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Tariqa Waters photographs the Hoodwitch at the Martyr Sauce studio. Photo by Dan Paulus

If you haven’t noticed already, witchcraft is booming! It comes up in no fewer than four places in this issue, most especially in this month’s cover story about the Hoodwitch, aka Bri Luna, who is among the leading figures in the nation’s growing embrace of magic—a trend that clearly reflects a collective need to cope with the anxiety and despair coursing through our culture at the moment.

I’m sure some of you are already wholly onboard with horoscopes and crystals and other means to magic; and I’m just as sure some of you are already rolling your eyes, thinking woo-woo is not for you. Cynics and skeptics, Amanda Manitach’s story may not compel you to leap on the bandwagon and learn to read tarot, but it will make you consider the long history of witchcraft, its worldwide endurance (despite frequent suppression) and the path to healing and empowerment it can provide. The circumstances of today call for the wisdom of many mothers’ mothers. Beauty and insight can be found in their ancient rituals. Sorcery is an art.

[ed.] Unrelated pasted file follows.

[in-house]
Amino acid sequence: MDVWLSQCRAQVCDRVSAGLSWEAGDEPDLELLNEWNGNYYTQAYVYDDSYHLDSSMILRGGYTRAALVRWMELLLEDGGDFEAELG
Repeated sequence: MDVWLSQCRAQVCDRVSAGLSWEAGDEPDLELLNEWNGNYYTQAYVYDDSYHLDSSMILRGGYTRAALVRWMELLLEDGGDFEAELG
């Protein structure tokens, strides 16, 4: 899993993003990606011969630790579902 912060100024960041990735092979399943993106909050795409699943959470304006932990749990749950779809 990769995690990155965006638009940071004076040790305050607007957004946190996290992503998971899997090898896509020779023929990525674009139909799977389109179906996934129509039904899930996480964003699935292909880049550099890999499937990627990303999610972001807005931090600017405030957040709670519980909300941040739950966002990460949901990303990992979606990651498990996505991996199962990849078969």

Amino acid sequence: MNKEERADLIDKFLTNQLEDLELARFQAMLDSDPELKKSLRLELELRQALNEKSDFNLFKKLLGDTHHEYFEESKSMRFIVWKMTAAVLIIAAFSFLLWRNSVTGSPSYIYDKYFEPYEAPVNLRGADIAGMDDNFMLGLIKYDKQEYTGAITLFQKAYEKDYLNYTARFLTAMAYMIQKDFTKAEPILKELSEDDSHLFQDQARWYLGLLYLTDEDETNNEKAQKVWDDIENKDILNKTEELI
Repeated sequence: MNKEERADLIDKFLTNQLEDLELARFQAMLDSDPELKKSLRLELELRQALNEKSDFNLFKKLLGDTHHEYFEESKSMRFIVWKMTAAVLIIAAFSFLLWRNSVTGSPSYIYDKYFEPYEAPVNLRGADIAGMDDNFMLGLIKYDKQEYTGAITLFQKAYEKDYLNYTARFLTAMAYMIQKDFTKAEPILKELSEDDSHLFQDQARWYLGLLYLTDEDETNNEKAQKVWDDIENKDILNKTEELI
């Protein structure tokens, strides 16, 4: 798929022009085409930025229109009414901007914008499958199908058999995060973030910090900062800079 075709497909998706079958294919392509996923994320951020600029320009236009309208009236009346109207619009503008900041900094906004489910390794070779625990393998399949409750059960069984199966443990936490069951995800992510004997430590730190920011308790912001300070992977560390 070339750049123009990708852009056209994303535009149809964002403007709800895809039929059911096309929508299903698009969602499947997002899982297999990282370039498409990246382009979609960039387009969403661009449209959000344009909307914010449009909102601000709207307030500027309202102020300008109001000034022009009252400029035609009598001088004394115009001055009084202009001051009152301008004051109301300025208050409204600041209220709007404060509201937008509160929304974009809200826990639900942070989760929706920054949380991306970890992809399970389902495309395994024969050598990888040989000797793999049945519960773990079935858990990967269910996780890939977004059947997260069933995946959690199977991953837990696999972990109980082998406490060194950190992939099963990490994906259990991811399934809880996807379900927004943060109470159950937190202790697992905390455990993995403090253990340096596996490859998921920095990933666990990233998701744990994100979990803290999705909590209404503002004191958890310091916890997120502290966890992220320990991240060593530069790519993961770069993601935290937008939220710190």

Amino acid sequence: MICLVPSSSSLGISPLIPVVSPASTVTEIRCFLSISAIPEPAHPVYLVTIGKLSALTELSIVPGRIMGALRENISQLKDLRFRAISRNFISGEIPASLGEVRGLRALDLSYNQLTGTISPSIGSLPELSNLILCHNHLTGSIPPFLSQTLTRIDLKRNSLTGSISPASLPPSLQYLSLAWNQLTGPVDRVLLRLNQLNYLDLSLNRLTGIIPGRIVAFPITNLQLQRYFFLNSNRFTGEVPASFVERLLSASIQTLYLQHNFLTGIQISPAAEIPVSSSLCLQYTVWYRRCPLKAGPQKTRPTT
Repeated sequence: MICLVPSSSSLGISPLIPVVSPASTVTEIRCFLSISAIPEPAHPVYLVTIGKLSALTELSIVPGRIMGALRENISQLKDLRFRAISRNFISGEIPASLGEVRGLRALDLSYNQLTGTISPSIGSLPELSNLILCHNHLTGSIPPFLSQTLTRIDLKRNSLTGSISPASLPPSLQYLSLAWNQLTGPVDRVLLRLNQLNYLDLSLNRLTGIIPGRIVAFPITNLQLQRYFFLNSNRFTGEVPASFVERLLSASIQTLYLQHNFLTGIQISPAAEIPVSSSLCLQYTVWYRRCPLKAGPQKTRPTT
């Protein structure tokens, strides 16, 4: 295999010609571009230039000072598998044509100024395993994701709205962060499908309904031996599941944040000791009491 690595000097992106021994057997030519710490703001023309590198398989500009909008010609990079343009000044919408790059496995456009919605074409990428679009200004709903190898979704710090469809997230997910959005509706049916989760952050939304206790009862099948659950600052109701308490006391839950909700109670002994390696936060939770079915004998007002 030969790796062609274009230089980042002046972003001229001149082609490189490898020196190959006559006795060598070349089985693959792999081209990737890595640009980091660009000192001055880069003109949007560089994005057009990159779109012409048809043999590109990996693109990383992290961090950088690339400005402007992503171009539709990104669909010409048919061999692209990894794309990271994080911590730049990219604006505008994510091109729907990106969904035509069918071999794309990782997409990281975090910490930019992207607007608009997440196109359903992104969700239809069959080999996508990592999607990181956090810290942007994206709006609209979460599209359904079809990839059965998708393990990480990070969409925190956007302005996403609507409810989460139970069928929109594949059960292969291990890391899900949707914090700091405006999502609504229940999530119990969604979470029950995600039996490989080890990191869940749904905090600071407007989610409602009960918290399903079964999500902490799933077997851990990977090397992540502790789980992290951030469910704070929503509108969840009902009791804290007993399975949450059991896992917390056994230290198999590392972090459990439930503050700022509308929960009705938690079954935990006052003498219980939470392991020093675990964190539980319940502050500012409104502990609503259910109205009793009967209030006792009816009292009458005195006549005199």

Jonathan Zwickel tackles another out-there subject in his feature about ambisonic sound, a wild audio technology that outdoes the fanciest of surround sound set-ups and Dolby theaters. In his story, Zwickel describes an all-new aural experience emerging both at the University of Washington’s DXARTS program and at local tech giants. Ambisonics convey a staggering sense of space and detail—listen and escape to anywhere.

Whether spiritual, technological or otherwise, I believe in magic. In whatever form it takes, enchantment has the power to ignite imagination, to stir emotion, to create the ineffable, to transcend.

See you out there,

LEAH BALTUS
Editor in Chief
leahb@cityartsmagazine.com

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